Moreover, the smaller the country, the easier it is for people to leave.  Few of them would want to remain in ‘debt-slavery’ (see this Iceland story).  And the more people leave, the higher the burden on those left behind, the greater the chance of default – a continuous self-fulfilling spiral.   Why would people stay around to pay massive taxes, when the next-door authority, Wandsworth, might be willing to entice the really productive individuals to move across the border?  (this is happening with Nevada and California).

How is it different for big countries? The emigration risk is surely lesser – the larger the country, the less the “rest of the world” can compete with it as a place to stay.  Then, even those in deficit, investors need to have a position in large country currencies because of their size relative to GDP.  The US, still by far the world’s biggest manufacturing nation, is in this position.

Savings, moreover,  have to go somewhere. There is a real demand for safe investments, the payoffs from which are in a currency that has things you need.  Pension funds don’t have to go into tiny countries’ currencies, unless they have some unique resource – unlikely.  Small country currencies can be substituted.   Then there is also liquidity. If you are small, markets never really reach critical mass and so trading in and out of your position is really expensive – and in a crisis, risky.

I also think that some coordination issues work against small countries.  Confidence is self-fulfilling.  Imagine a game** in which, so long as 76% of the players stay in the game, they earn 1 point per round.  If a player drops out, it gets 0 points – but if it stays in and 25% or more drop out, it gets minus 10.  Now, first imagine there are 100,000 players.  Each start with “confidence”  – earning 1 every round.   You could imagine them keeping confidence for many rounds. But now imagine there are four people.   It only takes one to drop out for the others to all lose out.  Even an accidental leaving could bring the game into negative territory. Knowing this, all the players are likely to be quick to leave. I strongly suspect that this sort of psychology takes place in small-currency situations.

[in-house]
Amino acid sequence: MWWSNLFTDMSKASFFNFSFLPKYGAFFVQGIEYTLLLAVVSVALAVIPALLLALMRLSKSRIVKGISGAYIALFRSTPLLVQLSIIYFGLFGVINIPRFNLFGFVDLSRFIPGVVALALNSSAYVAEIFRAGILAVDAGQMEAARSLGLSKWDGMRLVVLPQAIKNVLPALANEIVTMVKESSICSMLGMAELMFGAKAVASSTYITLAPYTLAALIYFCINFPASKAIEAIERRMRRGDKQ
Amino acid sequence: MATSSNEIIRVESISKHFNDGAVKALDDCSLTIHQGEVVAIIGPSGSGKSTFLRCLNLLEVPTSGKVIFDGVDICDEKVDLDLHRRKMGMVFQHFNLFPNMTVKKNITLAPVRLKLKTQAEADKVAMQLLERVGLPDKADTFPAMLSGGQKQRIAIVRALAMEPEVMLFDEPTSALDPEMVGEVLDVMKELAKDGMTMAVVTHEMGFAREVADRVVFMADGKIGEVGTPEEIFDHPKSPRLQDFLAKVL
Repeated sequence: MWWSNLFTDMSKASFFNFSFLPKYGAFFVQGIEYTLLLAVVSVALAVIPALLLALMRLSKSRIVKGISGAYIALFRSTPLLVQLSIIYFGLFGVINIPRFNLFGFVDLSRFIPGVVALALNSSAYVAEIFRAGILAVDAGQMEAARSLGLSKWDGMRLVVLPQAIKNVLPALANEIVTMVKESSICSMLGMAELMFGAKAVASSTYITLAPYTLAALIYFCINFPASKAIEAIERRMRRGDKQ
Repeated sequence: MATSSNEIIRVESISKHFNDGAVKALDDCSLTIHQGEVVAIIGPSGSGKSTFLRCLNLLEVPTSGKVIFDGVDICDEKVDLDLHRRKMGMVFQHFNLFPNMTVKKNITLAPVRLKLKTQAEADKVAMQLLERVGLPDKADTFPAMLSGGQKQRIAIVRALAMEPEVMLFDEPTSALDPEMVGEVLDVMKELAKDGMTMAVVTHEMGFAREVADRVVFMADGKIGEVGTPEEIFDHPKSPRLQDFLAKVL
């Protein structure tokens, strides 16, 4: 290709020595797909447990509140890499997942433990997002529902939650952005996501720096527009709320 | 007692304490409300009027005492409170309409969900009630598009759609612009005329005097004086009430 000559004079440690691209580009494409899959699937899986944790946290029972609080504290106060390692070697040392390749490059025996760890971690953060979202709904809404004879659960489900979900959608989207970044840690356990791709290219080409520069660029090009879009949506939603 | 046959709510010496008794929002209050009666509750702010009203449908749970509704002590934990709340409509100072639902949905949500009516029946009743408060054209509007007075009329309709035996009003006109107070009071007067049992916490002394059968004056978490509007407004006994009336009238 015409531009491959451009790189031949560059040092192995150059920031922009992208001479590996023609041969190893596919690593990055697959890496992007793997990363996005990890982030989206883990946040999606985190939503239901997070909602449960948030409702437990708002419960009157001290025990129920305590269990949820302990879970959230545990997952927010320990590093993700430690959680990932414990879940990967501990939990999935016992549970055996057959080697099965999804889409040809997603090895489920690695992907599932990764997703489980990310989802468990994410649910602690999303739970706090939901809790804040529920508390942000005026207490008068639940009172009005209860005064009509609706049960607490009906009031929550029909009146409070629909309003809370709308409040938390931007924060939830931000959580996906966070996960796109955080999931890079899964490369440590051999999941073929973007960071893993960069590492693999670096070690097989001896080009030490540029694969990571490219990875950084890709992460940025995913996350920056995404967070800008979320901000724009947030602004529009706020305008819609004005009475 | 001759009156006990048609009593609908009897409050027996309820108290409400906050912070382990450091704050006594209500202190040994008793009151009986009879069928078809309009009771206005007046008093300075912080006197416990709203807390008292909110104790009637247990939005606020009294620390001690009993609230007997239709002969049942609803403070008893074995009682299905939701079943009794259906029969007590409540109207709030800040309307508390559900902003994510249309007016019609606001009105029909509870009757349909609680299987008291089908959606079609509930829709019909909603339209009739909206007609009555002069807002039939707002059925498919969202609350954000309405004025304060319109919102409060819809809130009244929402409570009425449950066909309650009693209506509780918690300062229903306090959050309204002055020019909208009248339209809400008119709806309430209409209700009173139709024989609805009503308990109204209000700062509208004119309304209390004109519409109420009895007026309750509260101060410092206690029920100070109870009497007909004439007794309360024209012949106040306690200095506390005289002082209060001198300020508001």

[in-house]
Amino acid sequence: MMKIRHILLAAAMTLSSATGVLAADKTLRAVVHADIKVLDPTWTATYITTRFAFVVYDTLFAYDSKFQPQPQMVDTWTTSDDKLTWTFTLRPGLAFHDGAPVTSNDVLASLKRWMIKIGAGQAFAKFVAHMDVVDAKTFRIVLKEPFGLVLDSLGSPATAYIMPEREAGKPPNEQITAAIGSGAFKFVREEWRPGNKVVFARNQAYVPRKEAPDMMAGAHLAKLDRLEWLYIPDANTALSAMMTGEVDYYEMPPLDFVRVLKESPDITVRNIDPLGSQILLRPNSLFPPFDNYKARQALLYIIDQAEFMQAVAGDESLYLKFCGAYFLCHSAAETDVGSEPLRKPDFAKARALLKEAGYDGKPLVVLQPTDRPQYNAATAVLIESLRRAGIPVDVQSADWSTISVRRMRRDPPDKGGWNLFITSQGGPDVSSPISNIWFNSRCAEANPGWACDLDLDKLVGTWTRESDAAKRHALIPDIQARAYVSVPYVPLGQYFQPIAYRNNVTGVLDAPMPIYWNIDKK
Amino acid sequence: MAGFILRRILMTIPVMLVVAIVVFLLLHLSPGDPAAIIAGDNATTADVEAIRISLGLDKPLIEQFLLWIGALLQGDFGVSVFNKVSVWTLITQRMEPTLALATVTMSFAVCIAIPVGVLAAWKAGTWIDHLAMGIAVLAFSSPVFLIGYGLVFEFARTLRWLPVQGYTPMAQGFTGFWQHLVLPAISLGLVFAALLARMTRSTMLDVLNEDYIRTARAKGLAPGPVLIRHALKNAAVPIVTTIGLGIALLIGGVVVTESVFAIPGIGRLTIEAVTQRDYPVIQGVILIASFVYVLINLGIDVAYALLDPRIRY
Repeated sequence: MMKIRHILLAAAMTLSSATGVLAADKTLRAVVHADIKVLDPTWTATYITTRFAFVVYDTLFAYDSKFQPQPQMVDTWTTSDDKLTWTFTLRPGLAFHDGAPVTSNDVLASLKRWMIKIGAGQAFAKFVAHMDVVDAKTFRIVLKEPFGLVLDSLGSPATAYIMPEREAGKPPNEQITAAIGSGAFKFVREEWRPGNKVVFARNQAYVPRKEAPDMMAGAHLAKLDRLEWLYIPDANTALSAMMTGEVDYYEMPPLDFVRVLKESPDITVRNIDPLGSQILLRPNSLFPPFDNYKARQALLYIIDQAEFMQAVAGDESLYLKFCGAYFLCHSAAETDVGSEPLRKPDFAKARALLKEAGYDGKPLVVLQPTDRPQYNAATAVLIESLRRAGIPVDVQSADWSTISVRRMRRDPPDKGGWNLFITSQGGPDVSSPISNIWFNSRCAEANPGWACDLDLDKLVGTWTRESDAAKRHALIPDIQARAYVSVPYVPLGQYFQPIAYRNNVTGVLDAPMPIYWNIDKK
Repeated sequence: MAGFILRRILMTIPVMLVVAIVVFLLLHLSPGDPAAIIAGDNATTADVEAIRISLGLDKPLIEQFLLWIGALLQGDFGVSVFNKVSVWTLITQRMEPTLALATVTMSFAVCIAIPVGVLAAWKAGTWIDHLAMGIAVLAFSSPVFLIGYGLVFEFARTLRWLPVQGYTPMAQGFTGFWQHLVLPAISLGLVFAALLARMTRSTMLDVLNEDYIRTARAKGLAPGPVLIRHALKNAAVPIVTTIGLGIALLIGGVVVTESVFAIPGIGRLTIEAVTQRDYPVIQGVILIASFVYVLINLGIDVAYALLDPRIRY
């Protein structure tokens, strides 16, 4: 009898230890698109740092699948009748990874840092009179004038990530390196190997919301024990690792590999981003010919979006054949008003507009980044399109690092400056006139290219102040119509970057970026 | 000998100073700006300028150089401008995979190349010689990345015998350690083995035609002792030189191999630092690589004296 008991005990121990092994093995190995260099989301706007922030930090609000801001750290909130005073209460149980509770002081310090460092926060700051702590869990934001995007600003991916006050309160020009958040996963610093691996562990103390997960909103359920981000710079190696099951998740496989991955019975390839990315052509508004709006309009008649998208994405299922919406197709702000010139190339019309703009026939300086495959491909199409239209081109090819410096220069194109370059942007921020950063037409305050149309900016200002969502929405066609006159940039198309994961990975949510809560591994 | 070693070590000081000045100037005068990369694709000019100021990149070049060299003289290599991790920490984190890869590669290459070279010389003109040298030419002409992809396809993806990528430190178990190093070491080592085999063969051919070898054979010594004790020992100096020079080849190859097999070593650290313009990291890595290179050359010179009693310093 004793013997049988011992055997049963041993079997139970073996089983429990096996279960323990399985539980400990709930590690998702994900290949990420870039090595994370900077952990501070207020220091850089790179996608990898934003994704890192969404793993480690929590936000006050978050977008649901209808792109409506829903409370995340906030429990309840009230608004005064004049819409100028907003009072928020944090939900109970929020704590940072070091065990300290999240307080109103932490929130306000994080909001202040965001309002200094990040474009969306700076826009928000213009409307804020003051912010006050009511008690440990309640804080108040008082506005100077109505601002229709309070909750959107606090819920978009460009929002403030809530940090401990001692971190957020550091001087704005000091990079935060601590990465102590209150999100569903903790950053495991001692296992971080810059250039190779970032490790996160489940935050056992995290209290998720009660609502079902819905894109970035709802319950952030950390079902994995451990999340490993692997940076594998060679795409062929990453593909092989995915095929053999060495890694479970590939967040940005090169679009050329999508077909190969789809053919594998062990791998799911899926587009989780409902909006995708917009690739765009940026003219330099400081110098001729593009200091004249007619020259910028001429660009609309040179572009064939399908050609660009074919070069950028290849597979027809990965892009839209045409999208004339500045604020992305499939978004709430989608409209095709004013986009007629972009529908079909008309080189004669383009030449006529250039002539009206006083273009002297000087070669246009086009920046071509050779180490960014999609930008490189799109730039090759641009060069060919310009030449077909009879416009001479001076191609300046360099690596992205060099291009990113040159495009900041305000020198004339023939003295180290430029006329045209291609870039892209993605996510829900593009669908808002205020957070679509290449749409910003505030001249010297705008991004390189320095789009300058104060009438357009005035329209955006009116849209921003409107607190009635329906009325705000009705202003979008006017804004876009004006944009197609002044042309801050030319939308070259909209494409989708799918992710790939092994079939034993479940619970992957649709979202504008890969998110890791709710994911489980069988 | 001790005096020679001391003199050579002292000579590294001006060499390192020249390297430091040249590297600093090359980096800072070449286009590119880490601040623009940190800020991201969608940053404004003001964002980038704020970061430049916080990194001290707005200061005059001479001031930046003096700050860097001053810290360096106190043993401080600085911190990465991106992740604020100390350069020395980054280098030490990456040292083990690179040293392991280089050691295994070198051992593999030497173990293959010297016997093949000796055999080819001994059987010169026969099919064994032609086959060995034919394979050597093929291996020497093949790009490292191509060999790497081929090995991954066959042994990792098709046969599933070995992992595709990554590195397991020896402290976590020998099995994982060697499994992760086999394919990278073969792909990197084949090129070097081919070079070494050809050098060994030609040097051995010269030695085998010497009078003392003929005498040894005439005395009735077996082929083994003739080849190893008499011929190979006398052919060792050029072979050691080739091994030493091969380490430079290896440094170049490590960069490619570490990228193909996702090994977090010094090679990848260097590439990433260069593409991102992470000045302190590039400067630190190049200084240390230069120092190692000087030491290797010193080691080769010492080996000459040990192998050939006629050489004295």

Ultimately, this leaves all small countries as ‘takers’ in the world macroeconomic scene. Their fiscal stimuli leak abroad.  They have to accept whatever world interest rates tell them.  Finally, the self-fulfilling lurches in investor confidence can throw them up and down.  No wonder they queue up to join the Euro – even if it means terrible austerity for small countries like Ireland that get in and then screw up.

So – what a long-winded post – there is nothing strange or unfair or suspicious about small countries with weak, uncertain currencies getting very different treatment from markets than strong countries.  (Compare IMF advice in 2008 to their form in the 1997 Asian crisis.  Interestingly, Professor Wade has written on the 1997 crisis – clearly in no need of a lecture from me on this subject).  There is huge inefficiency and risk in trying to run your own small country currency.  Which is why I find Hayek’s competing currencies idea ultimately implausible – they have to be big to avoid real problems.

These inefficiencies render macroeconomic extrapolation from the small to the large almost meaningless.  In fact, the same gales of speculation that drive money away from the likes of Iceland are able to sustain the USA and UK in their emergency fiscal straits.

PS: Campbell’s Soup is now as credit-worthy as the US government.  Discuss.  I think this is not as mad as it sounds.  Campbell’s soup are not issuing their own currency.  They have a reliable franchise, don’t depend on getting Congressmen to agree to raise revenues, and are not obliged to fight a war in Afghanistan or fund Medicare. As far as I know.

*Mad?  Tell the people of Lewes

**I doubt I invented this, but can’t find a source in a rush at 10:30pm.

Since writing this blog post, I have had more thoughts on the “confidence” game scenario.  Now imagine that several simultaneous versions of this game are taking place in a room.  In one corner of the room, there are 100 people playing, and they are consistently scoring 97-99% “confidence” – so that people who join that game are very likely to score 1 point per round.   Then in another corner, is another game with just ten people.  They keep struggling around 7-8, with dives down to zero as people lose confidence.  Obviously, given the choice, you’d head off for the first game.

So what do the people running the second game do?  They would probably increase the payoffs for staying.  Which means  . . . increasing the interest rate.  This is exactly like choosing between investing in dollars and Icelandic Krona